Saturday, November 09, 2013

Decline in the vine.


Although tourists may enjoy seeing red leaves on grapevines this time of year, red leaves are not normal and are, in fact, an indication that something is wrong with the vine. Several problems can cause red leaf symptoms in grapevines.  For example, red leaves are one symptom of Syrah Decline (SD), but they are not the only symptom.  And certainly, Syrah is not the only variety to show red leaves.
Several of Vinoland's Syrah vines display varying levels of red colouration in their dying leaves in the autumn.  (Curiously, there are fewer vines displaying redness this year than previous years.)  In the above photograph, the yellowing vine on the right is shutting down correctly - from green the leaves turn yellow, then brown, then drop to the ground - the reddening vine is shutting down not so correctly.  I needed to take a closer look, so out to the vineyard I went. A quick once over of this vine revealed, or not, as the case may be, a few things to me.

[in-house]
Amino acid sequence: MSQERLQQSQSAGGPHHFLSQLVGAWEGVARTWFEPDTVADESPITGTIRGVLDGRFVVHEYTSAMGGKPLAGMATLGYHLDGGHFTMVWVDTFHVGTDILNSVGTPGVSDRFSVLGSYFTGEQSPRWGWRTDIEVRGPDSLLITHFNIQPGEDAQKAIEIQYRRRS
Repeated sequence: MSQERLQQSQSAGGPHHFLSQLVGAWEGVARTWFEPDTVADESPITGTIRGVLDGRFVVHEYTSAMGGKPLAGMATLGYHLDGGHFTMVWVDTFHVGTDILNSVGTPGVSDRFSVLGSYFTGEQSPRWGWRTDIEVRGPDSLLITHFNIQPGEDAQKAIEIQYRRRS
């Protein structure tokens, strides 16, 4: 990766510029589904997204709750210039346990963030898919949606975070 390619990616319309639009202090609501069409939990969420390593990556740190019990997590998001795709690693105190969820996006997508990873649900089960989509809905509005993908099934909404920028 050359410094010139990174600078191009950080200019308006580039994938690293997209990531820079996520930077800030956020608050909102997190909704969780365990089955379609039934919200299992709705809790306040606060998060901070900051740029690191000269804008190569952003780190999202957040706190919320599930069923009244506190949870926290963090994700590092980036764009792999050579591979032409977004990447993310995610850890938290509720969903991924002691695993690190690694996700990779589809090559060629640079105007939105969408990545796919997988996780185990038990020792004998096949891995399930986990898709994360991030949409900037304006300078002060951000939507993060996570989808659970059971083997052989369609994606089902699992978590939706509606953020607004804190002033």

The culprit could be SD (more commonly referred to as Syrah Disorder in California), a syndrome that is said to affect particular clones of Syrah more than others.  The graft union of this particular Syrah vine shows no evidence of cracking or pitting (which are two symptoms of SD).  In fact, I'd have to say this particular vine has the prettiest of graft unions.
It can't be Leafroll disease as there is no evidence of, well, leafroll.
It isn't Fanleaf Degeneration as the leaves show no signs of deformation - as in looking like a fan.
Could it be Pierce's Disease (caused by the bacterium Xylella fastidiosa)?  Well, there is some leaf scorching, and there are a few petioles that have remained attached to the cane after the leaf blade has separated, but this vine shows no other symptoms.  No stunted shoot growth - this particular vine has shoots that are up to 8 feet in length.  No raisining of fruit - the vine supported a fantastic crop this year.
So, in conclusion, I don't know what is wrong with this vine.  If I really wanted to know what was going on I could have the tissue tested.  Then again, I could not.  Perhaps it is a hitherto unknown pest...that'd just be my luck. Ho hum.

3 comments:

Thomas said...

Nice lesson. Also, a great impressionist-like photo.

Dennis Tsiorbas said...

I'll second Thomas!
In conclusion?

Vinogirl said...

Tomasso: I'm sure you knew all this already.

NHW: To conclude, I don't have a conclusion...what ails this plant is a mystery, for now.